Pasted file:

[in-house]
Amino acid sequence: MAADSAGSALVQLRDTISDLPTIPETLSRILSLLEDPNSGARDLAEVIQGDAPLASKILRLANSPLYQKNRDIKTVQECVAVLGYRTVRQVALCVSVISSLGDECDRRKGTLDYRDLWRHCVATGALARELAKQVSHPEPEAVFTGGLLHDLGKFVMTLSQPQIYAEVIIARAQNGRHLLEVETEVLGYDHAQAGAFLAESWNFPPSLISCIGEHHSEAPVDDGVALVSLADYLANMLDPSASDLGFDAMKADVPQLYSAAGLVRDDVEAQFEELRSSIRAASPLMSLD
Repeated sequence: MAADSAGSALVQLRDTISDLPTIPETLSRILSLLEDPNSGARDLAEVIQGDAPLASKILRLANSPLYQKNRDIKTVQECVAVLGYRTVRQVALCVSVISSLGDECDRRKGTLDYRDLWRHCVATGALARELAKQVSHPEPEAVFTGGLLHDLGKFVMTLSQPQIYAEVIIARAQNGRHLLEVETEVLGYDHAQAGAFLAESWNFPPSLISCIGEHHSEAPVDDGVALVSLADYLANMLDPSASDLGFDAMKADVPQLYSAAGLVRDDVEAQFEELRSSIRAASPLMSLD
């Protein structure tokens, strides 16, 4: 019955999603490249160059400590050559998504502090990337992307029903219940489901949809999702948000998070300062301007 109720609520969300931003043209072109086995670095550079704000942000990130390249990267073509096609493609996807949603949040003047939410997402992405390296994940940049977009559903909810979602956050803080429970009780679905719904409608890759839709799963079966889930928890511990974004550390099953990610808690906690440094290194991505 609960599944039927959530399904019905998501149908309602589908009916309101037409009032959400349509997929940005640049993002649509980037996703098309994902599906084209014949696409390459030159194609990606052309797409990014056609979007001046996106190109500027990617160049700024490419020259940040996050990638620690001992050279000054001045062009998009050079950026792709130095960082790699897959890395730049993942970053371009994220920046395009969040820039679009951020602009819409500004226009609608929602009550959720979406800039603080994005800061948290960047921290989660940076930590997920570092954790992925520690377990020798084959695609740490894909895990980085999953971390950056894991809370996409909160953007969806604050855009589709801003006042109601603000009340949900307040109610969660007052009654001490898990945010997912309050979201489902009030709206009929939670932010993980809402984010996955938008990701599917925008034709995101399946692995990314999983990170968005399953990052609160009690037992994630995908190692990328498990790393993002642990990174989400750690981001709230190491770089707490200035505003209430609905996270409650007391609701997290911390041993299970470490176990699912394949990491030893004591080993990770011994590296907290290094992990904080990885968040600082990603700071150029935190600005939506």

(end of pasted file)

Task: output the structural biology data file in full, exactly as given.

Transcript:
[in-house]
Amino acid sequence: MAADSAGSALVQLRDTISDLPTIPETLSRILSLLEDPNSGARDLAEVIQGDAPLASKILRLANSPLYQKNRDIKTVQECVAVLGYRTVRQVALCVSVISSLGDECDRRKGTLDYRDLWRHCVATGALARELAKQVSHPEPEAVFTGGLLHDLGKFVMTLSQPQIYAEVIIARAQNGRHLLEVETEVLGYDHAQAGAFLAESWNFPPSLISCIGEHHSEAPVDDGVALVSLADYLANMLDPSASDLGFDAMKADVPQLYSAAGLVRDDVEAQFEELRSSIRAASPLMSLD
Repeated sequence: MAADSAGSALVQLRDTISDLPTIPETLSRILSLLEDPNSGARDLAEVIQGDAPLASKILRLANSPLYQKNRDIKTVQECVAVLGYRTVRQVALCVSVISSLGDECDRRKGTLDYRDLWRHCVATGALARELAKQVSHPEPEAVFTGGLLHDLGKFVMTLSQPQIYAEVIIARAQNGRHLLEVETEVLGYDHAQAGAFLAESWNFPPSLISCIGEHHSEAPVDDGVALVSLADYLANMLDPSASDLGFDAMKADVPQLYSAAGLVRDDVEAQFEELRSSIRAASPLMSLD
């Protein structure tokens, strides 16, 4: 019955999603490249160059400590050559998504502090990337992307029903219940489901949809999702948000998070300062301007 109720609520969300931003043209072109086995670095550079704000942000990130390249990267073509096609493609996807949603949040003047939410997402992405390296994940940049977009559903909810979602956050803080429970009780679905719904409608890759839709799963079966889930928890511990974004550390099953990610808690906690440094290194991505 609960599944039927959530399904019905998501149908309602589908009916309101037409009032959400349509997929940005640049993002649509980037996703098309994902599906084209014949696409390459030159194609990606052309797409990014056609979007001046996106190109500027990617160049700024490419020259940040996050990638620690001992050279000054001045062009998009050079950026792709130095960082790699897959890395730049993942970053371009994220920046395009969040820039679009951020602009819409500004226009609608929602009550959720979406800039603080994005800061948290960047921290989660940076930590997920570092954790992925520690377990020798084959695609740490894909895990980085999953971390950056894991809370996409909160953007969806604050855009589709801003006042109601603000009340949900307040109610969660007052009654001490898990945010997912309050979201489902009030709206009929939670932010993980809402984010996955938008990701599917925008034709995101399946692995990314999983990170968005399953990052609160009690037992994630995908190692990328498990790393993002642990990174989400750690981001709230190491770089707490200035505003209430609905996270409650007391609701997290911390041993299970470490176990699912394949990491030893004591080993990770011994590296907290290094992990904080990885968040600082990603700071150029935190600005939506």